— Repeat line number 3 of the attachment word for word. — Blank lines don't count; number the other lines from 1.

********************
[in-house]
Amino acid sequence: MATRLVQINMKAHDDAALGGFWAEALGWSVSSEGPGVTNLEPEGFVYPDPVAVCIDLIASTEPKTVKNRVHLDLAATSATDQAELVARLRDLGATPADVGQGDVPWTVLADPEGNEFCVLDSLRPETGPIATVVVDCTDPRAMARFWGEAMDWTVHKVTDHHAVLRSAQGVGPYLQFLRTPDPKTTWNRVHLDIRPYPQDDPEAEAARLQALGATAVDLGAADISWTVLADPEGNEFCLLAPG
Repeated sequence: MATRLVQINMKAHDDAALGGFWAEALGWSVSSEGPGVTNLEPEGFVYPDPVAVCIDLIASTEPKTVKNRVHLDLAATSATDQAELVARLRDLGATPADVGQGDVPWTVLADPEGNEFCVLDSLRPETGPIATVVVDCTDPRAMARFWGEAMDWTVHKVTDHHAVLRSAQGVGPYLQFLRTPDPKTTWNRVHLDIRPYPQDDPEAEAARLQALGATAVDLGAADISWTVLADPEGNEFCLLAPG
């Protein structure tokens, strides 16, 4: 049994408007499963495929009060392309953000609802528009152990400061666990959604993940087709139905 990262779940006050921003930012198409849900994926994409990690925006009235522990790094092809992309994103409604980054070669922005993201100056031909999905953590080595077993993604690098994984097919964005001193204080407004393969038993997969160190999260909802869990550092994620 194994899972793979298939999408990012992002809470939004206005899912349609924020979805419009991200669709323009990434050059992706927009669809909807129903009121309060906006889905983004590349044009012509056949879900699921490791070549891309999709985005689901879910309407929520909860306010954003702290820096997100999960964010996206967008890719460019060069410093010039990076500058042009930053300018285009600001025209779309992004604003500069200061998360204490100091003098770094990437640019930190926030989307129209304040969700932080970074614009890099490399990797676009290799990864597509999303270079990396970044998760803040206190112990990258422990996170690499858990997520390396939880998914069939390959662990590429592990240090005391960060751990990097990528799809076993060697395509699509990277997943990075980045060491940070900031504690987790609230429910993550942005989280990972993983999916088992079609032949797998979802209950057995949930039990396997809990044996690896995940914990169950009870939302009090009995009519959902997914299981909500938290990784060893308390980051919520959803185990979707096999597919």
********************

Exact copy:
Repeated sequence: MATRLVQINMKAHDDAALGGFWAEALGWSVSSEGPGVTNLEPEGFVYPDPVAVCIDLIASTEPKTVKNRVHLDLAATSATDQAELVARLRDLGATPADVGQGDVPWTVLADPEGNEFCVLDSLRPETGPIATVVVDCTDPRAMARFWGEAMDWTVHKVTDHHAVLRSAQGVGPYLQFLRTPDPKTTWNRVHLDIRPYPQDDPEAEAARLQALGATAVDLGAADISWTVLADPEGNEFCLLAPG